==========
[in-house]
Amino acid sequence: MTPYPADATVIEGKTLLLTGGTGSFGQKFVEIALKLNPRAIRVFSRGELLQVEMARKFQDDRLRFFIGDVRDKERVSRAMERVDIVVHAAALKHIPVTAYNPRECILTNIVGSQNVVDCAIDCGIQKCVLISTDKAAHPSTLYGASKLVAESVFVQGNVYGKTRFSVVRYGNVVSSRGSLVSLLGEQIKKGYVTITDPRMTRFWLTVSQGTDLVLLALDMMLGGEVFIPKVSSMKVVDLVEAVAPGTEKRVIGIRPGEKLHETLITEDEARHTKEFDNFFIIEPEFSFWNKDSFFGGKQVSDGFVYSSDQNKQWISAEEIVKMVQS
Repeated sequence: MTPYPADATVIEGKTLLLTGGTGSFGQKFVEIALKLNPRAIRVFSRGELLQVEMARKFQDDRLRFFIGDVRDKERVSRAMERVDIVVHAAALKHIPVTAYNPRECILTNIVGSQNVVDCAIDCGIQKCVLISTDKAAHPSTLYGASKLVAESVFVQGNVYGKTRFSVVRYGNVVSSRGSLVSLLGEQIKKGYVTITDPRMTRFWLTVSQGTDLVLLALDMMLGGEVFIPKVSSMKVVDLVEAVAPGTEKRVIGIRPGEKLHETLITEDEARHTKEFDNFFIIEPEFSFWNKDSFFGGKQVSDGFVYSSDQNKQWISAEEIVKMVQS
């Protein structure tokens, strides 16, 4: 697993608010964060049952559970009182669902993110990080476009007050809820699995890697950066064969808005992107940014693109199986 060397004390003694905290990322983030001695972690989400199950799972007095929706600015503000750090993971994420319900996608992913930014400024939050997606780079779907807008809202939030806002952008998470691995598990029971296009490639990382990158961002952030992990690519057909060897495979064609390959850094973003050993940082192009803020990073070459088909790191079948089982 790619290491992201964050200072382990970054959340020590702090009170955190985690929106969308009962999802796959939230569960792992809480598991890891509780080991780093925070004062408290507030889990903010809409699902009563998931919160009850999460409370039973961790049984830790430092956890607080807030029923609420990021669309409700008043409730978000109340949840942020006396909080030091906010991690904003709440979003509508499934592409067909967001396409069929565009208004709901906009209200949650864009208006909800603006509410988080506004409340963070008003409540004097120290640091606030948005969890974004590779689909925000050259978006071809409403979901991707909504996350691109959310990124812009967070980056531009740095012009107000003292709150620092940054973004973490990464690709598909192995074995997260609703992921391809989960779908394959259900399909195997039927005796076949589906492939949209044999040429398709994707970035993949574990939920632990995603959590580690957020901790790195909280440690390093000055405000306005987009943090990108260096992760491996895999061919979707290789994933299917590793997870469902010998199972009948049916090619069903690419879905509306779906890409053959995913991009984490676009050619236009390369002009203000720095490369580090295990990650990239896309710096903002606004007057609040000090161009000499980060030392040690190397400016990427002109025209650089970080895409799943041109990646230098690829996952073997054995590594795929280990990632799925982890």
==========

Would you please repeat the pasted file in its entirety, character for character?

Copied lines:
[in-house]
Amino acid sequence: MTPYPADATVIEGKTLLLTGGTGSFGQKFVEIALKLNPRAIRVFSRGELLQVEMARKFQDDRLRFFIGDVRDKERVSRAMERVDIVVHAAALKHIPVTAYNPRECILTNIVGSQNVVDCAIDCGIQKCVLISTDKAAHPSTLYGASKLVAESVFVQGNVYGKTRFSVVRYGNVVSSRGSLVSLLGEQIKKGYVTITDPRMTRFWLTVSQGTDLVLLALDMMLGGEVFIPKVSSMKVVDLVEAVAPGTEKRVIGIRPGEKLHETLITEDEARHTKEFDNFFIIEPEFSFWNKDSFFGGKQVSDGFVYSSDQNKQWISAEEIVKMVQS
Repeated sequence: MTPYPADATVIEGKTLLLTGGTGSFGQKFVEIALKLNPRAIRVFSRGELLQVEMARKFQDDRLRFFIGDVRDKERVSRAMERVDIVVHAAALKHIPVTAYNPRECILTNIVGSQNVVDCAIDCGIQKCVLISTDKAAHPSTLYGASKLVAESVFVQGNVYGKTRFSVVRYGNVVSSRGSLVSLLGEQIKKGYVTITDPRMTRFWLTVSQGTDLVLLALDMMLGGEVFIPKVSSMKVVDLVEAVAPGTEKRVIGIRPGEKLHETLITEDEARHTKEFDNFFIIEPEFSFWNKDSFFGGKQVSDGFVYSSDQNKQWISAEEIVKMVQS
């Protein structure tokens, strides 16, 4: 697993608010964060049952559970009182669902993110990080476009007050809820699995890697950066064969808005992107940014693109199986 060397004390003694905290990322983030001695972690989400199950799972007095929706600015503000750090993971994420319900996608992913930014400024939050997606780079779907807008809202939030806002952008998470691995598990029971296009490639990382990158961002952030992990690519057909060897495979064609390959850094973003050993940082192009803020990073070459088909790191079948089982 790619290491992201964050200072382990970054959340020590702090009170955190985690929106969308009962999802796959939230569960792992809480598991890891509780080991780093925070004062408290507030889990903010809409699902009563998931919160009850999460409370039973961790049984830790430092956890607080807030029923609420990021669309409700008043409730978000109340949840942020006396909080030091906010991690904003709440979003509508499934592409067909967001396409069929565009208004709901906009209200949650864009208006909800603006509410988080506004409340963070008003409540004097120290640091606030948005969890974004590779689909925000050259978006071809409403979901991707909504996350691109959310990124812009967070980056531009740095012009107000003292709150620092940054973004973490990464690709598909192995074995997260609703992921391809989960779908394959259900399909195997039927005796076949589906492939949209044999040429398709994707970035993949574990939920632990995603959590580690957020901790790195909280440690390093000055405000306005987009943090990108260096992760491996895999061919979707290789994933299917590793997870469902010998199972009948049916090619069903690419879905509306779906890409053959995913991009984490676009050619236009390369002009203000720095490369580090295990990650990239896309710096903002606004007057609040000090161009000499980060030392040690190397400016990427002109025209650089970080895409799943041109990646230098690829996952073997054995590594795929280990990632799925982890």